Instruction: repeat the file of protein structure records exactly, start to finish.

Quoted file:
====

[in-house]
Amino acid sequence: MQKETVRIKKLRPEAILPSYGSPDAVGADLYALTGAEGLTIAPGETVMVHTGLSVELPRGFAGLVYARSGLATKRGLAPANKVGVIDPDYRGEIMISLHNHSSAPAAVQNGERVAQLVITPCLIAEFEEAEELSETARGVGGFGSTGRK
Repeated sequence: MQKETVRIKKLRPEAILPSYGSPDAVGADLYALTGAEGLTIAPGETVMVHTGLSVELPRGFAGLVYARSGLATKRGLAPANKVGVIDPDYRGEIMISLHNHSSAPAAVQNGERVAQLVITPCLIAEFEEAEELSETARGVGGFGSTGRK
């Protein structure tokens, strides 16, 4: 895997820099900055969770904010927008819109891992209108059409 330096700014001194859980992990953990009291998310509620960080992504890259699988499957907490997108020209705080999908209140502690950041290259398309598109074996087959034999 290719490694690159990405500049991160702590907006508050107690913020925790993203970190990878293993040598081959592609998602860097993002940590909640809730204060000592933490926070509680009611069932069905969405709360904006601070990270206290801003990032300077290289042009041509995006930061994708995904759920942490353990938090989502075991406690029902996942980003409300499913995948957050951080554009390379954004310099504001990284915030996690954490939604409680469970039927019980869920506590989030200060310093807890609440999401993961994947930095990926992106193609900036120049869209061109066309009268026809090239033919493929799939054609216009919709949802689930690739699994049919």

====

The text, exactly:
[in-house]
Amino acid sequence: MQKETVRIKKLRPEAILPSYGSPDAVGADLYALTGAEGLTIAPGETVMVHTGLSVELPRGFAGLVYARSGLATKRGLAPANKVGVIDPDYRGEIMISLHNHSSAPAAVQNGERVAQLVITPCLIAEFEEAEELSETARGVGGFGSTGRK
Repeated sequence: MQKETVRIKKLRPEAILPSYGSPDAVGADLYALTGAEGLTIAPGETVMVHTGLSVELPRGFAGLVYARSGLATKRGLAPANKVGVIDPDYRGEIMISLHNHSSAPAAVQNGERVAQLVITPCLIAEFEEAEELSETARGVGGFGSTGRK
């Protein structure tokens, strides 16, 4: 895997820099900055969770904010927008819109891992209108059409 330096700014001194859980992990953990009291998310509620960080992504890259699988499957907490997108020209705080999908209140502690950041290259398309598109074996087959034999 290719490694690159990405500049991160702590907006508050107690913020925790993203970190990878293993040598081959592609998602860097993002940590909640809730204060000592933490926070509680009611069932069905969405709360904006601070990270206290801003990032300077290289042009041509995006930061994708995904759920942490353990938090989502075991406690029902996942980003409300499913995948957050951080554009390379954004310099504001990284915030996690954490939604409680469970039927019980869920506590989030200060310093807890609440999401993961994947930095990926992106193609900036120049869209061109066309009268026809090239033919493929799939054609216009919709949802689930690739699994049919």